Are you fed up of hearing about a company behaving badly? Are you angry with a company for the way it conducts its business? Why not boycott it and encourage others to do the same?
Here's a quick guide to setting up your own consumer boycott.
What is a boycott?
Boycotts are a tool for holding companies accountable for actions against workers, consumers, communities, minorities, animals or the environment. It is marketplace democracy in action – consumers voting with their money for social and economic change.
Boycotts directly threaten sales, so company bosses often take them more seriously than letter writing campaigns or lobbying.
Any concerned group or individual can call a boycott. Groups have been more successful in calling and executing boycotts than individuals because there is strength in numbers.
Read more about what boycotts are and if they are always appropriate in our separate article.
Before you start...
Set some objectives and goals
“A successful campaign, no matter how we define it, has to begin with clear, realistic, measurable goals,” Barbara Beck of the Pew Charitable Trusts.
Have clear demands e.g. Stop selling tobacco to kids! This makes it easier to get people involved and gives the company an action it can take. Make sure demands are realistic.
Set yourself a time frame based on resources and the size of the task. But remember boycotts can take years before achieving the desired result. Perhaps start small, aim for a boycott in a small area or amongst a small group of people.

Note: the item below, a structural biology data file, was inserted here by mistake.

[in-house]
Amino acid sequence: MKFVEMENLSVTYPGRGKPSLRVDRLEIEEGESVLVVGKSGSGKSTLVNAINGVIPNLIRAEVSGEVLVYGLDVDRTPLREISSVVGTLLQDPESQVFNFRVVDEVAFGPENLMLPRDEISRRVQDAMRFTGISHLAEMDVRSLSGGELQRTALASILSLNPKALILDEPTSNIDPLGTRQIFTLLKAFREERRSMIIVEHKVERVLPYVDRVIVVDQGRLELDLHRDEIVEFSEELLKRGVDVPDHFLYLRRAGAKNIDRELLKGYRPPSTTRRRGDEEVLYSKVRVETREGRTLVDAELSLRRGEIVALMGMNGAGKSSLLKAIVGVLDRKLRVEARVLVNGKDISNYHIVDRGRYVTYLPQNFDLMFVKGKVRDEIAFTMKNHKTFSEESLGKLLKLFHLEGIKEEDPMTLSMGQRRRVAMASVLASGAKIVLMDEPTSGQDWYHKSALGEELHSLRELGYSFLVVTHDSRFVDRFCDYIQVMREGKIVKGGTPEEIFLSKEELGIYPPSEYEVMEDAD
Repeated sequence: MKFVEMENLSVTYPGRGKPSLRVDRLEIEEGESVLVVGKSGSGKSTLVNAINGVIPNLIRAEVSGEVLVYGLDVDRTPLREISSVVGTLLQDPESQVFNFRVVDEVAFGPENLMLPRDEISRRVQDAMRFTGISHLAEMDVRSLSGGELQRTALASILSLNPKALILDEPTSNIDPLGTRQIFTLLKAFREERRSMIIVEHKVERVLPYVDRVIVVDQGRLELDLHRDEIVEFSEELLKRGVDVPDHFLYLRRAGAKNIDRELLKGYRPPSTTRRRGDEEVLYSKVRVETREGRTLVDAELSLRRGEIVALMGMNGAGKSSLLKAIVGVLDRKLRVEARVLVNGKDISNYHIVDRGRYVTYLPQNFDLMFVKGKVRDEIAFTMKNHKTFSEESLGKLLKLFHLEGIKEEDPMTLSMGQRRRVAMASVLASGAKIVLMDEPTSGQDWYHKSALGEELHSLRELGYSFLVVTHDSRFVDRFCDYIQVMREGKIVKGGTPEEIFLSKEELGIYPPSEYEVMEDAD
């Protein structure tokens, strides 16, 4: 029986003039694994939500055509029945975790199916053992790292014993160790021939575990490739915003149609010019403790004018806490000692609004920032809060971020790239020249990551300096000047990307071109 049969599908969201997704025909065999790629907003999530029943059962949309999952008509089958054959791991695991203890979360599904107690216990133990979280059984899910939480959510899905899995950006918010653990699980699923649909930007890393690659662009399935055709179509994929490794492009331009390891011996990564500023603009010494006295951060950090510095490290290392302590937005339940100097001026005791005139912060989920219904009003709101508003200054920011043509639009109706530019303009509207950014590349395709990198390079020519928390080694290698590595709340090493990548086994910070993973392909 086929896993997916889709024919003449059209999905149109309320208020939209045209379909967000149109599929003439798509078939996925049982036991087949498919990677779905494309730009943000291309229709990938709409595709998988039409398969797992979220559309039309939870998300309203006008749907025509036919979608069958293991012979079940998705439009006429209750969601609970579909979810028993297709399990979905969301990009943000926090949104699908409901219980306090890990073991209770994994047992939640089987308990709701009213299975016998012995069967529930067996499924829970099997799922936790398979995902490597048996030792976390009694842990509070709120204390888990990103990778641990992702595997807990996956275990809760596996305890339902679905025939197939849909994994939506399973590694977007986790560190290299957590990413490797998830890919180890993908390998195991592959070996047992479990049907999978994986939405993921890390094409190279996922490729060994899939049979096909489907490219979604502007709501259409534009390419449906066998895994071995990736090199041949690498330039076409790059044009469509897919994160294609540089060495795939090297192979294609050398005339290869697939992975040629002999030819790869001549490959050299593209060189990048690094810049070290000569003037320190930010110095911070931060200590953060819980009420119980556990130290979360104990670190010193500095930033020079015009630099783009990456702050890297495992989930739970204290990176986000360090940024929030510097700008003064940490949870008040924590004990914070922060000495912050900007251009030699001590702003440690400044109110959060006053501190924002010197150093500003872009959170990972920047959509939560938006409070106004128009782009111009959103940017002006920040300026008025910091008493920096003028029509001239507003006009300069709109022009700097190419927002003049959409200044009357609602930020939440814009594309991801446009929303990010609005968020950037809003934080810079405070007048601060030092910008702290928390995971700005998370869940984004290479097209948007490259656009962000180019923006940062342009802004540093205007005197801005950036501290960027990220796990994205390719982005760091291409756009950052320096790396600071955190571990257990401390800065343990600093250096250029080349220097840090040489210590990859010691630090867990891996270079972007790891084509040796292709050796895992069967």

Decide whether you want to pressure the company by impacting product sales (economic and consumer-oriented) or by attacking the company's image (reputational and media-oriented)?
Arm yourself with knowledge
Get all the facts about the company and the offensive policy or action.
Search the Internet for information about the company.
Ask other activists and campaign groups if they know anything interesting and relevant, maybe they’ll back your call.
Ask ex-employees to “spill the beans”.
Use the company's annual reports (often posted on the Internet) to obtain important company information such as their environmental report or workers' rights policy, the president and/or CEO's name(s), and addresses and phone numbers.
Write to the company to voice your grievance. And ask to meet with them.
Indicate that if the policy or action is not changed, you intend to initiate a consumer boycott. Some organisers attempt to negotiate with the company first and use a boycott strategy only if negotiations fail to bring about the desired changes.
Occasionally the threat of a boycott can make the company yield to your demands.